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On 28-Oct-05, at 11:15 AM, PA wrote:
Assuming a long list of character substitutions (e.g. "Ä" -> "A", etc):

What would be a reasonable implementation to actually perform the substitutions?

I thought I'd posted this recently.

A pattern which works is "[^\128-\191][\128-\191]*"

This won't pickup invalid utf8 sequences, but if the string is valid utf8, that will pick up one utf8 sequence, so you can use it to iterate over the utf8 string with gsub or gfind.

If you look at the definition of utf-8 you'll see why it works; a utf-8 sequence is either a single 7-bit byte (i.e. < 128) or a first byte (actually in the range 0xC2-0xF4, but for simplicity we can say >= 0xC0) followed by a determined number of successor bytes, each of which carries 6 bits and is in the range 0x80-0xBF, or 128-191. The key is that all but the first byte are 0x80-0xBF, and the first byte is not one of those, which is exactly what the above pattern says.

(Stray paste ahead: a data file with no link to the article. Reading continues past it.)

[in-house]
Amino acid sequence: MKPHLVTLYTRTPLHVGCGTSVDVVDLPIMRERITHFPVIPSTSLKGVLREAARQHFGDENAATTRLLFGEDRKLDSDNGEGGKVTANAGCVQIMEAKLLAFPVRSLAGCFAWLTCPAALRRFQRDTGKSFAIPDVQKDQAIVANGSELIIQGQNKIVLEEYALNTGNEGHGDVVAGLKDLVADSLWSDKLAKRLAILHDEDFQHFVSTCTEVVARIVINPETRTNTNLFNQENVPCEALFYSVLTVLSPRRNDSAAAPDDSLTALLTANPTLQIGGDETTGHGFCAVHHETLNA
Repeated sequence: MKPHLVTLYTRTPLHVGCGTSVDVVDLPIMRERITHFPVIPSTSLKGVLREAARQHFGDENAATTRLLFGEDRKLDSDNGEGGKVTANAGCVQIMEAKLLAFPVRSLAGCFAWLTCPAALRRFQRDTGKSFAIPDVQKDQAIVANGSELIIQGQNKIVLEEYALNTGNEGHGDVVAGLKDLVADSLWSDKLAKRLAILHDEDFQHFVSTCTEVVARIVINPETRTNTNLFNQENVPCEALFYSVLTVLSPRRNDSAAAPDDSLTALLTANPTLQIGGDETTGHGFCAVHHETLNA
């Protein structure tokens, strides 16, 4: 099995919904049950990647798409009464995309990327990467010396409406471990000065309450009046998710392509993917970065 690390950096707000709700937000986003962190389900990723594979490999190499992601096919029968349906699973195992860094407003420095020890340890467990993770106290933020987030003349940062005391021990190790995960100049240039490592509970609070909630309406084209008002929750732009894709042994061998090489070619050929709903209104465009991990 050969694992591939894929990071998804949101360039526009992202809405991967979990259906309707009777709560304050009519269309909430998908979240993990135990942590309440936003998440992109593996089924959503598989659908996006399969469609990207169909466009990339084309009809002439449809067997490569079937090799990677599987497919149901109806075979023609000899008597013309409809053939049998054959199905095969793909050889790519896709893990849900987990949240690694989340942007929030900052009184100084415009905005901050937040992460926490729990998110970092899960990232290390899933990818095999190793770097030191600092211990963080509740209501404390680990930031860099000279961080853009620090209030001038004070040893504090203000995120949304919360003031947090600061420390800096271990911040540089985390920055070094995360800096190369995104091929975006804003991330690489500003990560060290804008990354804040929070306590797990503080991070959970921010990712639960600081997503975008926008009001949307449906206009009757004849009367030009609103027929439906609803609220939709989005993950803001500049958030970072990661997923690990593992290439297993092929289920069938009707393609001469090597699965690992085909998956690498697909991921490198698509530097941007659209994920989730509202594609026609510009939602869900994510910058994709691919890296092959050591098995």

You can use an even simpler one to count the number of utf-8 sequences in a string; just count the number of non-successor bytes ([^\128-\191]).

It is quite easy to actually verify the string's utf-8 validity as well, but I'll leave that as an exercise for the reader. It is one of the use cases I have for the modification to Mike Pall's gsub patch I posted a few days ago, since it involves using the head character of the sequence to select a function which matches the remainder of the sequence against one of half a dozen or so validators.